Trump's travel ban faces legal blocks again | The New Paper

Trump's travel ban faces legal blocks again

This article is more than 12 months old

Hawaii files suit against the US President's revised 
order, several other states set to follow

LOS ANGELES: President Donald Trump's revised travel ban faced mounting new legal challenges on Thursday as the state of Washington, along with several other states, vowed to block the executive order.

The announcement came one day after Hawaii filed the first suit challenging the controversial new directive, which temporarily closes US borders to all refugees and citizens from six mainly-Muslim countries.

Washington's attorney-general Bob Ferguson, whose state was the first to sue over Mr Trump's initial travel ban that created airport chaos worldwide and was eventually blocked, said at least three other states - Minnesota, New York and Oregon - are expected to join in the new legal battle.

He said his motion calls on the court to apply an existing injunction against the first travel ban issued in January to the new executive order unveiled on Monday.

"My message to President Trump is - not so fast," Mr Ferguson said.

"After spending more than a month to fix a broken order that he rushed out the door, the president's new order reinstates several of the same provisions and has the same illegal motivations as the original.


"Consequently, we are asking Judge (James) Robart to confirm that the injunction he issued remains in full force and effect as to the reinstated provisions."

Mr Ferguson said although the new order was narrower in scope, it still could be challenged on constitutional grounds.

The revised order denies US entry to all refugees for 120 days and halts for 90 days the granting of visas to nationals from Syria, Iran, Libya, Somalia, Yemen and Sudan. It is due to take effect on March 16.

Iraq, which was on the initial list, was dropped from the list.

Hawaii on Tuesday filed the first lawsuit over the new ban, saying it remained unconstitutional despite the changes.

Judge Derrick Watson put the suit on a fast track, scheduling a hearing on whether to impose a national restraining order next Wednesday, the day before the executive order goes into effect.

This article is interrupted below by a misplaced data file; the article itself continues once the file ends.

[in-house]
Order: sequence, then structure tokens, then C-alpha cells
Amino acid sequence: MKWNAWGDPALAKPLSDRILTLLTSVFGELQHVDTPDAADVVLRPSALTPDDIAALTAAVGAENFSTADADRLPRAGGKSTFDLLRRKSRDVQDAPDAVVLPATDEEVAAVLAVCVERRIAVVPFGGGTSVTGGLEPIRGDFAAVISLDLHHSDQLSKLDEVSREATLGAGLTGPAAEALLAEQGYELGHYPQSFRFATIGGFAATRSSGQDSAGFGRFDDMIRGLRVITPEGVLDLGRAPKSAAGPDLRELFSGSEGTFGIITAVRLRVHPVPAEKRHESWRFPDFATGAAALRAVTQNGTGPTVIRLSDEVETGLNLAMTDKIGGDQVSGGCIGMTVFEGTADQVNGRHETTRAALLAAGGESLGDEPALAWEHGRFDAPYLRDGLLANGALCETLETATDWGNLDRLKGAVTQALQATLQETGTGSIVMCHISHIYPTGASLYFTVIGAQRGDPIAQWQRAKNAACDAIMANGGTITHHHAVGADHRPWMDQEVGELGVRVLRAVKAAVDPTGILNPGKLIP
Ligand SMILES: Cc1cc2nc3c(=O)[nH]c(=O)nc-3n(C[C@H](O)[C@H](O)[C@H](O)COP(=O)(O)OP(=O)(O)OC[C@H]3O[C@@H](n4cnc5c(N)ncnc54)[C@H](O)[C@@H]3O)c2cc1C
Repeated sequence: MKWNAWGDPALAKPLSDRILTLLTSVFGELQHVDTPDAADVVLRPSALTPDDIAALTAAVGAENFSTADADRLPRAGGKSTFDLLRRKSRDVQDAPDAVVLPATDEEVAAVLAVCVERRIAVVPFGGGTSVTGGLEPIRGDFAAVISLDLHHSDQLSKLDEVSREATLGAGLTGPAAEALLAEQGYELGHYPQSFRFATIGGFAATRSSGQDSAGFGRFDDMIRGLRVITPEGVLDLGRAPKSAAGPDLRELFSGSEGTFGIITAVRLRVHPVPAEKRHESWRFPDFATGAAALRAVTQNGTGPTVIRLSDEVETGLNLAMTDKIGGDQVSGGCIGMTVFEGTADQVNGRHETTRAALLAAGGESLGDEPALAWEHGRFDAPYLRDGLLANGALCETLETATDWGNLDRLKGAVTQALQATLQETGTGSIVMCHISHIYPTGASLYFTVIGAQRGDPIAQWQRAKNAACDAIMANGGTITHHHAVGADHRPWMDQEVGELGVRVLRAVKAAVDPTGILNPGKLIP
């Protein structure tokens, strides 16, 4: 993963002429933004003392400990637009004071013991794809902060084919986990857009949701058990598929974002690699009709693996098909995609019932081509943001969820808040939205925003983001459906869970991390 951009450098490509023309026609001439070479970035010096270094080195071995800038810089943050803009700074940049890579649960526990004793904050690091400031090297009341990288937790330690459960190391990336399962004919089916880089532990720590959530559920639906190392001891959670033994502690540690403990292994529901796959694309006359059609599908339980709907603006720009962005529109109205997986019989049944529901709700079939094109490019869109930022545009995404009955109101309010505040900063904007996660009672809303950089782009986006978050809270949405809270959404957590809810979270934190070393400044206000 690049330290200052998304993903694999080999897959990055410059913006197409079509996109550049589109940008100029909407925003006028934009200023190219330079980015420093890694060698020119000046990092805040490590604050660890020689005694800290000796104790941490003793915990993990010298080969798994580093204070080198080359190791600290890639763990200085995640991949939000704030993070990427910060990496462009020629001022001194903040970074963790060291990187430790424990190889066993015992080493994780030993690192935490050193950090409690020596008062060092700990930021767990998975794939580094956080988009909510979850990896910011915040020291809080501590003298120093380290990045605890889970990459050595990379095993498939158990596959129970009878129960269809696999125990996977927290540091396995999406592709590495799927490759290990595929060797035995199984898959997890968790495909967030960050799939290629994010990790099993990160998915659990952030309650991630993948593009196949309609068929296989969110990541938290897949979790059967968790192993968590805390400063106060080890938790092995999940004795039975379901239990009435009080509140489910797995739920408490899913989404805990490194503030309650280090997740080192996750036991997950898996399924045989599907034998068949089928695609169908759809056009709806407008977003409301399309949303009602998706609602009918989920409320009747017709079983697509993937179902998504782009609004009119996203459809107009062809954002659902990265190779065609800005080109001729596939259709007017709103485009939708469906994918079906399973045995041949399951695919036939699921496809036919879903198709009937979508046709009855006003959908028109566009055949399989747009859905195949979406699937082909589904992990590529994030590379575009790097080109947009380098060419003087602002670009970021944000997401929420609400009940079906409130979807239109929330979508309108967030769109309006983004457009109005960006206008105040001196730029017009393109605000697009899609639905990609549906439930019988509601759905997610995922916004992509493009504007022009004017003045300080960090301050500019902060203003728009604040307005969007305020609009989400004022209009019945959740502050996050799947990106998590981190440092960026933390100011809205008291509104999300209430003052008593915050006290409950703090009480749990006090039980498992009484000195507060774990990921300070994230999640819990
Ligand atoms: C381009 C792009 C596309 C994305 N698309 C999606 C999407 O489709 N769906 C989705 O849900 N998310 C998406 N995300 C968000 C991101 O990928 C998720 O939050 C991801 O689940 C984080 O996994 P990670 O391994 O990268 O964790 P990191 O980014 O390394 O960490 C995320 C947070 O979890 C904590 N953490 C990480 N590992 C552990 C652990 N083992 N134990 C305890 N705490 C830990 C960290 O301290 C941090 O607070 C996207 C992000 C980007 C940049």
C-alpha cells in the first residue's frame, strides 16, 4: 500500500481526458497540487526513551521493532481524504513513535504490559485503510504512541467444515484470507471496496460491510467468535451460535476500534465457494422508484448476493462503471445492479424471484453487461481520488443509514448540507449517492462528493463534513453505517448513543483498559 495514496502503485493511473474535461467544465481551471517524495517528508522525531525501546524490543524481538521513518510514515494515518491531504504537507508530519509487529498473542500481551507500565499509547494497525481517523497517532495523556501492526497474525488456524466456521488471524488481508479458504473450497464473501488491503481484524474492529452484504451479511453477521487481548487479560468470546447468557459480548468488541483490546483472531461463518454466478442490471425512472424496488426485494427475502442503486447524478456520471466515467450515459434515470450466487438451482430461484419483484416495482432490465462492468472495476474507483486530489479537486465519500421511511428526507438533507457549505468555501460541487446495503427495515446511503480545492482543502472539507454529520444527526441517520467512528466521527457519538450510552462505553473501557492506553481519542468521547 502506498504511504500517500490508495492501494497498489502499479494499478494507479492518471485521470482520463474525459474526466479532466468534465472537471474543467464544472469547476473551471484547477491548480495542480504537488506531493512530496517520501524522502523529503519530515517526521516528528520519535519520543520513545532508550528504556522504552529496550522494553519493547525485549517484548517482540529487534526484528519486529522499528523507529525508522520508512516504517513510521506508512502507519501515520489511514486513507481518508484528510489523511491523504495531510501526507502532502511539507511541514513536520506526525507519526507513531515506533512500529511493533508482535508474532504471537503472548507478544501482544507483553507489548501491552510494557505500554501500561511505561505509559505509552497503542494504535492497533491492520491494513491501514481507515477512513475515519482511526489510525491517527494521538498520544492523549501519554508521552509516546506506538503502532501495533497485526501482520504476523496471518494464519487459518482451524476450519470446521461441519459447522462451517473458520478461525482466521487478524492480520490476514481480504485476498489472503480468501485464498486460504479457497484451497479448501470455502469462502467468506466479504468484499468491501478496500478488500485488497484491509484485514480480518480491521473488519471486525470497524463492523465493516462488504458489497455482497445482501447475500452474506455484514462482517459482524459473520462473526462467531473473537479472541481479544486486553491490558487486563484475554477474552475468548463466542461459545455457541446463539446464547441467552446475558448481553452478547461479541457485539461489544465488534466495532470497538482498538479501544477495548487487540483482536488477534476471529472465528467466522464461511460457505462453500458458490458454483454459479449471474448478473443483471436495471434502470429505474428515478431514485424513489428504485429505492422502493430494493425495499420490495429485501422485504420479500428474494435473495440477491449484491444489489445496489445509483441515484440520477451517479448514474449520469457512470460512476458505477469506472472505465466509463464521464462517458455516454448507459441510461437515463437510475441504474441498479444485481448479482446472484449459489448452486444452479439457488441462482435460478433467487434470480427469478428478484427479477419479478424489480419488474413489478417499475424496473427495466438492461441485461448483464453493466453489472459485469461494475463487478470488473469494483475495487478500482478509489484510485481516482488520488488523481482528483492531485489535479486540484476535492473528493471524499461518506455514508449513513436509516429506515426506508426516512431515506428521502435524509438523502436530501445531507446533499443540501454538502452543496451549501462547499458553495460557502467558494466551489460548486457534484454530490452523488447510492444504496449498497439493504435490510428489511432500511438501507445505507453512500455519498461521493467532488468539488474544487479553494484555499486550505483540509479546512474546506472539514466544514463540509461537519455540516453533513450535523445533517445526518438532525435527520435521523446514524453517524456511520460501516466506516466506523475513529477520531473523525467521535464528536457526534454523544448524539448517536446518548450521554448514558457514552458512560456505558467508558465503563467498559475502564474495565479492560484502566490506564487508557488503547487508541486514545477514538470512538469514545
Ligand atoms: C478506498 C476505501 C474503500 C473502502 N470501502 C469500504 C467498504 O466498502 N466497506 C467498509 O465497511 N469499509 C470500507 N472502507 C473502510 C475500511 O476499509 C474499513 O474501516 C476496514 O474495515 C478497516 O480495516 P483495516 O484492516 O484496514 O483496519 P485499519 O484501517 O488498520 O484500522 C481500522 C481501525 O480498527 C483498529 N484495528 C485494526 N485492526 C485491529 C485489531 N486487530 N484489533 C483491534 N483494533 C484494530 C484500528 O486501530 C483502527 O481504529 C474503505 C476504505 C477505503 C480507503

The White House cites national security in justifying the ban, arguing that it needs time to implement "extreme vetting" procedures to keep Islamic militants from entering the country.

It comes amid a broader US crackdown on undocumented immigrants, following on Mr Trump's campaign promises of mass deportations and to build a wall on the Mexican border.

Homeland Security Secretary John Kelly said on Wednesday the orders toughening immigration enforcement have driven down illegal entries - as measured by apprehensions at the border - by 40 per cent from January to February.


The challenge facing Hawaii will be to show that the ban violates constitutional guarantees against rediscrimination on the basis of religion.

The White House has modified the latest version of its decree so that it can pass legal muster, removing a reference to religion while also exempting legal permanent residents and visa holders from the ban.

In its suit, however, Hawaii argues that the second order "began life as a Muslim ban."

As evidence of the administration's intentions, the suit detailed numerous instances during the campaign that Trump referred to it as a Muslim ban.

Hawaii also claimed that the order violates constitutional protections.

"Nothing of substance has changed: There is the same blanket ban on entry from Muslim-majority countries (minus one)," Hawaii attorney-general Douglas Chin said.

"The courts did not tolerate the administration's last attempt to hoodwink the judiciary and they should not countenance this one." - REUTERS

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